The Japanese government is reportedly planning to negotiate a cut in so-called “omoiyari yosan” (sympathy budget), or special host-nation support, for the U.S. forces stationed in Japan. The word “omoiyari” is left out these days, however, on the ground that it can create misunderstandings. The budget dates to 1978 when, in an attempt to show the Japanese government’s sympathy for the financial impact that the yen’s rise was having on the U.S. military budget, Tokyo signed a special agreement to pay the wages of Japanese workers at the U.S. bases as well as the military’s utility bills.
This contribution has been praised on many occasions during the past two decades, and has played a very large role in maintaining our bilateral alliance. In the past year alone, U.S. defense and security reports, as well as U.S. defense officials, have praised Japan’s special host-nation support.
* U.S. Defense Secretary William Cohen, in a meeting with Defense Agency Director General Tsutomu Kawara Jan. 5, said that in his congressional testimony he makes a point of citing Japan’s outstanding contribution as a model for host-nation support to U.S. forces stationed overseas.
* Deputy Defense Secretary John J. Hamre told Foreign Minister Yohei Kono Nov. 26 last year that Japanese government support to the U.S. forces in Japan underpins the close ties between the two Pacific allies and that the U.S. Congress appreciated that support as solid proof of the alliance.
* The Report on Allied Contributions to the Common Defense (March 1999) said “Cost sharing in support of stationed U.S. forces remains Japan’s most significant responsibility-sharing contribution.”
* A National Security Strategy for a New Century (White House, December 1999) noted that “Japan’s generous host-nation support for the U.S. overseas presence also serves as a critical strategic contribution to the alliance and to regional security.”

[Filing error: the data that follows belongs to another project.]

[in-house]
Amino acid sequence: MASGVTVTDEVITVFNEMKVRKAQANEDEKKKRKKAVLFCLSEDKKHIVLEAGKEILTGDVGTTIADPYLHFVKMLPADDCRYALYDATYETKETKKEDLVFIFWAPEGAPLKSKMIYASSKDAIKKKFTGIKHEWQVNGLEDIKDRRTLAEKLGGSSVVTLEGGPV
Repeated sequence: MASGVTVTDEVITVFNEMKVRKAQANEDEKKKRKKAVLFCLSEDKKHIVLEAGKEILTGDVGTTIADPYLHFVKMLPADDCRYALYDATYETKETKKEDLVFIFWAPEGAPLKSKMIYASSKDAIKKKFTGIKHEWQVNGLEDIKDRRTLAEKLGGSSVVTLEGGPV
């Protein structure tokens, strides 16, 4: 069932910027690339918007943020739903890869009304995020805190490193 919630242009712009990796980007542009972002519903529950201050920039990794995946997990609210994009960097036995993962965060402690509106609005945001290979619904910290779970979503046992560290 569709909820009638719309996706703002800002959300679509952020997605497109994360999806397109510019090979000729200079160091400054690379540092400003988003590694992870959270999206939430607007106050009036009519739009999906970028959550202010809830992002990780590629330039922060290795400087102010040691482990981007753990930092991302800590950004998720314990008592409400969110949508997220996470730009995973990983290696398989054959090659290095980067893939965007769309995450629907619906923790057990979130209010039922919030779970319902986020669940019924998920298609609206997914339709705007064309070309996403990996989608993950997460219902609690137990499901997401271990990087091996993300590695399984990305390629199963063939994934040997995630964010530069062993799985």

The Japan-U.S. relationship is now on a stable course thanks to the meeting in 1996 between then Prime Minister Ryutaro Hashimoto and U.S. President Bill Clinton and the enactment in 1999 of the legislation for the new defense cooperation guidelines.
It is also true, however, that the alliance found itself in crisis during the decade following the end of the Cold War.
Immediately after the collapse of the Soviet Union, there was serious talk among informed Americans that the United States now faced a new threat — the economic threat from Japan. There was also talk, not only in the U.S. but here in Japan as well, of the need to forge trilateral cooperation among the U.S., Japan and China or quadrilateral cooperation that included Russia, to replace the bilateral U.S.-Japan alliance. China still calls for this wider security framework, saying the Cold-War alliance is obsolete.
In that kind of charged atmosphere, Japan-U.S. economic negotiations held earlier in the decade took the worst turn since the end of World War II. The U.S. position was that it was no use to make general trade agreements with Japan because the Ministry of International Trade and Industry would pull strings behind the scenes to prevent private industry from buying U.S. products. So the U.S. government tried to impose numerical targets designed to secure specific market shares for U.S. goods so that the Japanese government would exercise its influence to achieve the target. Of course, that ran counter not only to free-enterprise principles, but also to the realities of Japan’s administrative and economic systems. U.S.-Japan relations declined rapidly. In the end, the yen appreciated sharply against the dollar, and the pace accelerated every time a U.S. trade negotiator spoke unsympathetically of the Japanese plight. The strong yen, of course, dealt a heavy blow to Japan’s export industries.